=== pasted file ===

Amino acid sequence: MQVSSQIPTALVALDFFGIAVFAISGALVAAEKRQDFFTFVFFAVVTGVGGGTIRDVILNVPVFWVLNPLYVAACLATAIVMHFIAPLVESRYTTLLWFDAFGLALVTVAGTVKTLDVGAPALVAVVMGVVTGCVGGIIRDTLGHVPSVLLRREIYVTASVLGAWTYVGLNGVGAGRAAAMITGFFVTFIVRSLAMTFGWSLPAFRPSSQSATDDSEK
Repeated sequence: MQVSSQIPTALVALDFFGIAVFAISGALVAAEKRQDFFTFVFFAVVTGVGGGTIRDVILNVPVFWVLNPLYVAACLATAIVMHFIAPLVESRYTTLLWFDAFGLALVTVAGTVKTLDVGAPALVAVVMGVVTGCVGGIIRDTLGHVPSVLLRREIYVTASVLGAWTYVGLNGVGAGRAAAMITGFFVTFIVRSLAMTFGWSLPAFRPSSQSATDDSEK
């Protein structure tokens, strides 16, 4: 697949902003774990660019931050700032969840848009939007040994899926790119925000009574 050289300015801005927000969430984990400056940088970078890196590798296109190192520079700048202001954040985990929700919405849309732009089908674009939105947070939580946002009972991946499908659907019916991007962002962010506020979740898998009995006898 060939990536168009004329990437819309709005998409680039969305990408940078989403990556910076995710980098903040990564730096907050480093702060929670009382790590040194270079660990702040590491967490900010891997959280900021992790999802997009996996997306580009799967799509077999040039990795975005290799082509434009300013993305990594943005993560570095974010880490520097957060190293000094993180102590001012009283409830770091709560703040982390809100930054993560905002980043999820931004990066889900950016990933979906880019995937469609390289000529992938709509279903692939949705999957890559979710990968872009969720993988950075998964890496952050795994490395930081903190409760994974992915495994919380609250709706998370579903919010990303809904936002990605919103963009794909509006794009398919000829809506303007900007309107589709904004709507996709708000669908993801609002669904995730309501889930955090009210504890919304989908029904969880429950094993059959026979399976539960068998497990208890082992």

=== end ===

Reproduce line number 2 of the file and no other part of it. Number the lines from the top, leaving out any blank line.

Repeated sequence: MQVSSQIPTALVALDFFGIAVFAISGALVAAEKRQDFFTFVFFAVVTGVGGGTIRDVILNVPVFWVLNPLYVAACLATAIVMHFIAPLVESRYTTLLWFDAFGLALVTVAGTVKTLDVGAPALVAVVMGVVTGCVGGIIRDTLGHVPSVLLRREIYVTASVLGAWTYVGLNGVGAGRAAAMITGFFVTFIVRSLAMTFGWSLPAFRPSSQSATDDSEK